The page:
Talking Point  

Artemis's Edelsten avoids emerging markets amid pandemic

Artemis's Edelsten avoids emerging markets amid pandemic

The rally in global equity markets since the lowpoint in March means now is the time to avoid emerging market investments, according to Simon Edelsten, global equity fund manager at Artemis.

Mr Edelsten and his colleagues manage about £530m via the Artemis Global Select fund, and the Mid Wynd investment trust. 

The Global select fund has returned 6 per cent in 2020, compared with 2 per cent for the average fund in the sector in the same time period. 

Mr Edelsten said he believes in the current market conditions, investors should stick with “safety first” after such a deep rally in equity markets  “and that means large quality companies in developed markets.”   

The fund manager added: “China is recovering having dealt firmly with the virus and South East Asian economies generally seem fair.

"Valuations are attractive in Japan and Korea so we have invested there. We are slightly wary of governance issues in China and the grey lines between public companies and the state.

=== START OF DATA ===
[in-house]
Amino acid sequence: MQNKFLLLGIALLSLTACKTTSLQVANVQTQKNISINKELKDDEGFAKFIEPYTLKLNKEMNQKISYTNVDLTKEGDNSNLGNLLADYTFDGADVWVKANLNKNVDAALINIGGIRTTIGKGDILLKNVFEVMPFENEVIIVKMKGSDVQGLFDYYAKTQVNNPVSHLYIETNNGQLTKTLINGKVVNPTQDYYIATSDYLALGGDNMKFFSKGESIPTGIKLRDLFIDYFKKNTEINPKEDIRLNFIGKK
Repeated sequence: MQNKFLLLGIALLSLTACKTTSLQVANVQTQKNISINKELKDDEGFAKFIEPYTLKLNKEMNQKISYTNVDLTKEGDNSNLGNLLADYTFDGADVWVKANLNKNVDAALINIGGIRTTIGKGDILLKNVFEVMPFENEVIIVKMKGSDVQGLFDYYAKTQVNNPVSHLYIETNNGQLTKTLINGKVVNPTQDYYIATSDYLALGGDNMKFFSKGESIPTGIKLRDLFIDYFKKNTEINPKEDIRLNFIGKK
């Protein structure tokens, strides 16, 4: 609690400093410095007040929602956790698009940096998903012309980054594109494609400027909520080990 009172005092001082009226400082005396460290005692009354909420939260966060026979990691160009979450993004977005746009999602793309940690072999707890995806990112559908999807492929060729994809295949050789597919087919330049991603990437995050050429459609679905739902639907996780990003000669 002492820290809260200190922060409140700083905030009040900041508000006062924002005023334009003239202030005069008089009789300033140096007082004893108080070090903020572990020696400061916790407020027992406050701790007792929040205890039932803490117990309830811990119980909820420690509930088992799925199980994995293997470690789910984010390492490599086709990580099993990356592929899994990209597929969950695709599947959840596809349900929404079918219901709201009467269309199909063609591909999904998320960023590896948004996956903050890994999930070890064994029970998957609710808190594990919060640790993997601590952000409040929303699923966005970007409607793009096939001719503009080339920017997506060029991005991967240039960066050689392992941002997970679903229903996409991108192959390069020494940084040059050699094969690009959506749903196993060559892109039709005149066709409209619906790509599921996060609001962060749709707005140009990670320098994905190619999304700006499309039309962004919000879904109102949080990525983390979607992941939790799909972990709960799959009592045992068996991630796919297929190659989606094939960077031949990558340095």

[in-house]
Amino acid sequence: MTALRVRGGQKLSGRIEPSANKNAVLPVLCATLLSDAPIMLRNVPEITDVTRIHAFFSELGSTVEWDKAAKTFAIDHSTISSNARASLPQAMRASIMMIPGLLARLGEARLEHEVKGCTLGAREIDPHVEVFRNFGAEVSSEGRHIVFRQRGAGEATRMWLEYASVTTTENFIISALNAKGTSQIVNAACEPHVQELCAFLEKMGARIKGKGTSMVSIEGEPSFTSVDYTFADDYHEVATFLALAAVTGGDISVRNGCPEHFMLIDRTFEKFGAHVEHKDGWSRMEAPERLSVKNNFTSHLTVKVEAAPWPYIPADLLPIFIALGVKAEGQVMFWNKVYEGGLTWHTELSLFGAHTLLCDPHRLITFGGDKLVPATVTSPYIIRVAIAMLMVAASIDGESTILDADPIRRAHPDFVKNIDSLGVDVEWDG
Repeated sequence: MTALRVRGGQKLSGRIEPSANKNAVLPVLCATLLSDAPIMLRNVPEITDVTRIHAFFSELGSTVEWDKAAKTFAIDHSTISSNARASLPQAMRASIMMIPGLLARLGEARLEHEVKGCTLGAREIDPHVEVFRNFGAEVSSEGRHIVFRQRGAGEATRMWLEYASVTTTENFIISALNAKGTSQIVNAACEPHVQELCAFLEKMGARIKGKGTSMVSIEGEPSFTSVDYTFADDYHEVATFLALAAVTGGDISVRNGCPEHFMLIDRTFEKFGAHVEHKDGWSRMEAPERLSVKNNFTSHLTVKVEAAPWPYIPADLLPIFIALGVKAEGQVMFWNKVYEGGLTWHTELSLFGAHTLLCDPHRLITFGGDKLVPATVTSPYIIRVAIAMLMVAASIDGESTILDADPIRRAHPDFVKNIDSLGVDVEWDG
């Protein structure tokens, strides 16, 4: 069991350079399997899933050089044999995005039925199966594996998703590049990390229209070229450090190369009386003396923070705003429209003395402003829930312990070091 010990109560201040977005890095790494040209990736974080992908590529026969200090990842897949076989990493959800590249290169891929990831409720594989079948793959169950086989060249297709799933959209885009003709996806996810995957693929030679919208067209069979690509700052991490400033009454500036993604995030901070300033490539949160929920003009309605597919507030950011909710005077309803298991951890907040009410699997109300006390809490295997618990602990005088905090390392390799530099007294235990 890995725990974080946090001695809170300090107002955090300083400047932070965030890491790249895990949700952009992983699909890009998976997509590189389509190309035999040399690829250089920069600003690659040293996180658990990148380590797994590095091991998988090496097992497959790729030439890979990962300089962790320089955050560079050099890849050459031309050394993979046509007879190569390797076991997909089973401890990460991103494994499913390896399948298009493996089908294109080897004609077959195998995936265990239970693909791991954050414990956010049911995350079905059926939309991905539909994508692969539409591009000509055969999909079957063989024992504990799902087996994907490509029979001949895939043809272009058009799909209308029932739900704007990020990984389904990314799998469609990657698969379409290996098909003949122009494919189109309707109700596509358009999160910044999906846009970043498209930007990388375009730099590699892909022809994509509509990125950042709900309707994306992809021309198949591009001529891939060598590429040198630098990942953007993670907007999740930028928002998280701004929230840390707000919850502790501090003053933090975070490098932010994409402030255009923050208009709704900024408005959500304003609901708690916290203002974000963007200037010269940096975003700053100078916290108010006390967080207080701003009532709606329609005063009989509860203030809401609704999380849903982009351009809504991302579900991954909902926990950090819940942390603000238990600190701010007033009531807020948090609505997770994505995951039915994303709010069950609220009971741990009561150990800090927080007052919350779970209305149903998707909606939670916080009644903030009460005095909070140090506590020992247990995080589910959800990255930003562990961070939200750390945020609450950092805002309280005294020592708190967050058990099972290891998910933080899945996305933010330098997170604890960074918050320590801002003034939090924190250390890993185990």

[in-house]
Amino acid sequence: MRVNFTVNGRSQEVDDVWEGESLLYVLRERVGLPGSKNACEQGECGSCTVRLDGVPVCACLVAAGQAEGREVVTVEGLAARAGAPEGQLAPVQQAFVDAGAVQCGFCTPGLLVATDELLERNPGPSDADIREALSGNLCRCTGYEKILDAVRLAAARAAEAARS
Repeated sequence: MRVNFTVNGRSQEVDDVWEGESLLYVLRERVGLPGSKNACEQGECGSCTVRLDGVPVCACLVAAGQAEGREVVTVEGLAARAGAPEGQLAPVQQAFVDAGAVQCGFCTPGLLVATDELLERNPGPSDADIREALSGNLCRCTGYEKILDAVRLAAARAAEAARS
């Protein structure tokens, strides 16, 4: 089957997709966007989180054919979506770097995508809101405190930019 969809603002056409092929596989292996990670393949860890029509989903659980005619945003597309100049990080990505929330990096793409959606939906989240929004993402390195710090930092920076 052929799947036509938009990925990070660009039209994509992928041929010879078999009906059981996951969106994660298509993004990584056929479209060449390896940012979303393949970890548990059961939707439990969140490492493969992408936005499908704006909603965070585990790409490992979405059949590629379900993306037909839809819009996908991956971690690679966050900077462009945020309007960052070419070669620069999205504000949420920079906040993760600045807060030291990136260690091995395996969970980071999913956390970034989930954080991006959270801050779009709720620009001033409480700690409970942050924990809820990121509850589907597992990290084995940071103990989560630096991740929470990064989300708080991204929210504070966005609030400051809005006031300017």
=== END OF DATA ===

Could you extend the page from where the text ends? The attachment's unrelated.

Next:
"Latin America and Russia, in contrast, are finding the virus hard to contain and lockdown is often impractical in LatAm. All these also suffer from having oil and mining exports hit by the global slowdown. We have no holdings in those regions.”

Mike Bell, market strategist at JP Morgan Asset Management, says market conditions are such that taking a risk on certain asset classes is not prudent.

He said: “While the policy response has been commendable, we believe the market’s expectations of the shape of the recovery is potentially too optimistic.

"Chief among our concerns is that the virus itself may linger and some need for social distancing will remain, particularly in the US and parts of the emerging world.” 

Mr Bell added: “In our view, in order to navigate a quarter filled with known unknowns, it probably makes sense to construct a balanced portfolio, diversified across geographies and asset classes, focusing on flexible strategies with a quality bias, that can cope well in periods of market volatility.”

david.thorpe@ft.com